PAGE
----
Improving Customer Service

Issue # 37 of 70 

John T. Self, Ph.D.
By: Dr. John T. Self

The Mission of the Mission Statement

Ahhh, the mission statement.

One of the greatest examples of a mission statement (although light on Political Correctness):

"To boldly go where no man has gone before."
Note the passion: not just go, but boldly go.

Also note the clear focus and direction: Go where no man has gone before.

Passion, clear focus and direction, not to mention the most important thing: They lived their mission statement. It wasn't some corporate slogan generated to look good for stockholders in their multicolored annual report. The crew of the Enterprise lived it. Each and every crew member knew it and was expected to live by it. Indeed, they were proud to live, and be influenced by, the mission statement in their daily routines.

Is fact so far removed from fiction that this blending of mission and behavior is simply not possible today? Why are so many companies not living their mission statement? How many people who are reading this know their own company's mission statement?

If not, the mission statement must not be very important.

But therein lies the irony; it is important. Of course nothing can be seen as important when people don't even know it exists or don't understand it. Or the managers and the employees of the company really don't "own" it or buy into it.

Anyone who is a long time(Internet time) reader of this column knows I love sayings. One reason is that they can be so true. Take, for example, this old saying:

"Everything should be made as simple as possible, but no simpler."

Definitely true and precisely put when the saying is applied to mission statements. Make it short, simple and elegant. The mission statement should encompass the core values of the company as well as its spirit and passion and it should be specific about where the company is going or how it is going to achieve the mission.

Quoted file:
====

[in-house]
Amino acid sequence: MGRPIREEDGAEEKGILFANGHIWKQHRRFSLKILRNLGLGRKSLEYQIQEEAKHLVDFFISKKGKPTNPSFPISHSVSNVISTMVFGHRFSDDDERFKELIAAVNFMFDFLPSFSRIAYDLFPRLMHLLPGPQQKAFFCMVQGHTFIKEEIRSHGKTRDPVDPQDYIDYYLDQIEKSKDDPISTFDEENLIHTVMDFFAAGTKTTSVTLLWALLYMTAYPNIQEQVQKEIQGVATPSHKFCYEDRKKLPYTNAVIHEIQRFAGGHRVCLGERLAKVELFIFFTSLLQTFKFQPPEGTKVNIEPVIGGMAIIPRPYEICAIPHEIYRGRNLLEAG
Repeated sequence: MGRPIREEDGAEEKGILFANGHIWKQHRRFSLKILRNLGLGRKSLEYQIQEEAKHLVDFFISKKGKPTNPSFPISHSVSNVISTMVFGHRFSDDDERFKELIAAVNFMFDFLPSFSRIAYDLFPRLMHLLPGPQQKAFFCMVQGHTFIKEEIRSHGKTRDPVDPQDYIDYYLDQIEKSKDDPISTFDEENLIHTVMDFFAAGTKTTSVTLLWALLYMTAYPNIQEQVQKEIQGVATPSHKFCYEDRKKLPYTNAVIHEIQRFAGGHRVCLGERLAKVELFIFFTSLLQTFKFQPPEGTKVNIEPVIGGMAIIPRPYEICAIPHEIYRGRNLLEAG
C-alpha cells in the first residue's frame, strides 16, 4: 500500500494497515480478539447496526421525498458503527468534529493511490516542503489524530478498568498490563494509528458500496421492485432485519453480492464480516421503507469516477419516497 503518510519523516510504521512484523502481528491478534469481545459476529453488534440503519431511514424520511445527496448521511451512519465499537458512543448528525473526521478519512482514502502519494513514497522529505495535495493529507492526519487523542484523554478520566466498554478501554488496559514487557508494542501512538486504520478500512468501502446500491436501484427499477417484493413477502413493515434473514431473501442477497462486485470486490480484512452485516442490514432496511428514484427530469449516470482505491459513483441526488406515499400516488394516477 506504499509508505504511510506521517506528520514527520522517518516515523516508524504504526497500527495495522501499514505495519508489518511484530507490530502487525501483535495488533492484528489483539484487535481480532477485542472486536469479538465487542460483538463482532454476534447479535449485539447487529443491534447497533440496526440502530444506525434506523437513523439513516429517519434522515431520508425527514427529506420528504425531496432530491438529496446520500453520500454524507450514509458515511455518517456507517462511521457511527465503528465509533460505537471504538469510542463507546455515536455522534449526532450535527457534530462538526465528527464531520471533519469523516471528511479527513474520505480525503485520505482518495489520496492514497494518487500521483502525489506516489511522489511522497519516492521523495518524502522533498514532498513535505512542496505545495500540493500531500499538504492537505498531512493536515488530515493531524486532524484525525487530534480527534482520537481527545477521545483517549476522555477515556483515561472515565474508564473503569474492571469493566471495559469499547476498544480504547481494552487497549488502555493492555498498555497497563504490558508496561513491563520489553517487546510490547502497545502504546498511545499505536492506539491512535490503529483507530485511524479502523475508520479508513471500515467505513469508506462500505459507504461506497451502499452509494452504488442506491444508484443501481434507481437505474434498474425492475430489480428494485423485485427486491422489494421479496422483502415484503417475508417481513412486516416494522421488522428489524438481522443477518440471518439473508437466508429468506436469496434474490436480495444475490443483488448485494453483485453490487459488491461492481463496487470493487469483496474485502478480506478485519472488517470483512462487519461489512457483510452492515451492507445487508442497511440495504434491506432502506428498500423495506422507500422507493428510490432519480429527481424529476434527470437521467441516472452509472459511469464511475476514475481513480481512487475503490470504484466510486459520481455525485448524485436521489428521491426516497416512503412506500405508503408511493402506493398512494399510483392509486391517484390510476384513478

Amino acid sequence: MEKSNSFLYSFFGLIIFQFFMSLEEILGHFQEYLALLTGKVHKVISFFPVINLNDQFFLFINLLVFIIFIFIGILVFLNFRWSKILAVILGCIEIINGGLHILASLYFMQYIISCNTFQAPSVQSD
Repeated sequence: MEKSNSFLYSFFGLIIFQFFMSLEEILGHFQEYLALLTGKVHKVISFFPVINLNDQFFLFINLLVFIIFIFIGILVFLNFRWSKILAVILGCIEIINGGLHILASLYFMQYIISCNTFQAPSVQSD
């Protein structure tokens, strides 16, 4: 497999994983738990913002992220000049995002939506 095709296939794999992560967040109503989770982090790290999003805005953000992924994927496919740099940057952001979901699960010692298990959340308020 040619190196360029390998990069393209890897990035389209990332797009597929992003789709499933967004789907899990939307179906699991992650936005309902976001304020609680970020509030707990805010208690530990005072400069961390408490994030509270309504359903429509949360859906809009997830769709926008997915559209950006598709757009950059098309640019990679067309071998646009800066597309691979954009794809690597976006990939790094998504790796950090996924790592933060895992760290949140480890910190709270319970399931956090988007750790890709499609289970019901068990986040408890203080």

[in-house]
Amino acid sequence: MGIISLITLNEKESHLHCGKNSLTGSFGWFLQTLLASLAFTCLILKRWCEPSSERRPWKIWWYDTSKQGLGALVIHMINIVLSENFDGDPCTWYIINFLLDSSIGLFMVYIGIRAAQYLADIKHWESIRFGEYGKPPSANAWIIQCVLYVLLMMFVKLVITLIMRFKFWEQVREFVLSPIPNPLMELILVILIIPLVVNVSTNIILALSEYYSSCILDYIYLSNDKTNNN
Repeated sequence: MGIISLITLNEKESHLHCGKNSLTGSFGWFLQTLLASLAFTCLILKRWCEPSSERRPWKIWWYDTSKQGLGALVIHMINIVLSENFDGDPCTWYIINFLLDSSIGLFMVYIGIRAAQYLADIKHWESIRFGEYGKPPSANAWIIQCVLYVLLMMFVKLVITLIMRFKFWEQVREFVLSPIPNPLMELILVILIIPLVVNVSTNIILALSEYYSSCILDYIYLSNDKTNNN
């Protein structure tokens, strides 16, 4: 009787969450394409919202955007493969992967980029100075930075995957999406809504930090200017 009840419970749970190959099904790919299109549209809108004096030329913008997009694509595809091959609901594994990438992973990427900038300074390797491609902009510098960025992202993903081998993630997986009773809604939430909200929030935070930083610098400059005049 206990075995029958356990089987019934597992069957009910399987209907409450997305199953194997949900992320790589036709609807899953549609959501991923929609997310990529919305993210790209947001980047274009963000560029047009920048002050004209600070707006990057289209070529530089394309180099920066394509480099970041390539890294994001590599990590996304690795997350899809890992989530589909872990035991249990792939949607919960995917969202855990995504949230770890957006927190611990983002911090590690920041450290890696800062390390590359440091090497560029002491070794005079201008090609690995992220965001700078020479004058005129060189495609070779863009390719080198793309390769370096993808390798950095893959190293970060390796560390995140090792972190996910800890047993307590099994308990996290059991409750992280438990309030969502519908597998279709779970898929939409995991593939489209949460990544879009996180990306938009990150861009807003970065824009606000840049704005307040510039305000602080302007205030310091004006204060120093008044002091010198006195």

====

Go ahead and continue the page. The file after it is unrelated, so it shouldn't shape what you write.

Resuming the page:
A process to accomplish this is the following:

  1. Assemble a small focus group to brainstorm the essential themes of the company.

  2. Brainstorming should include the core elements of where the company is heading and how it will get there, plus the passion necessary to drive behavior.

  3. Turn this brainstorming collection of ideas (remember in brainstorming, there are no judgements, no bad ideas) into statements.

  4. Turn the statements into your finished mission statement.
Anytime the group finds itself struggling with the statements, trying to mold them into an effective mission statement, just keep the elements of the Star Trek mission statement in mind. When you do, the statement will flow and I can just imagine Captain Kirk nodding his approval as he looks on.

John T. Self is a lecturer at The Collins School of Hospitality Management at California State Polytechnic University (Cal Poly Pomona). Prior to entering academia, Dr. Self spent fifteen years in the restaurant industry. While in the corporate world, he worked for several chains including Chili's and Steak and Ale, and as vice president of a regional restaurant chain overseeing six restaurants with sales of over twenty million dollars. He has also owned three independent restaurants, including a comedy club.
Dr. Self has also been involved in the development of international hospitality programs. While at Golden Gate University, he started the partnership with Dalian University of Technology in Dalian, China and is continuing in that involvement at Cal Poly.

Improving Customer Service #37 of 70: View all in the Table of Contents

For more customer service articles, visit the Customer Service series on the new Sideroad: Practical Advice Straight from The Experts.

Text © Dr. John T. Self, 1997,1998. Part of the original Sideroad.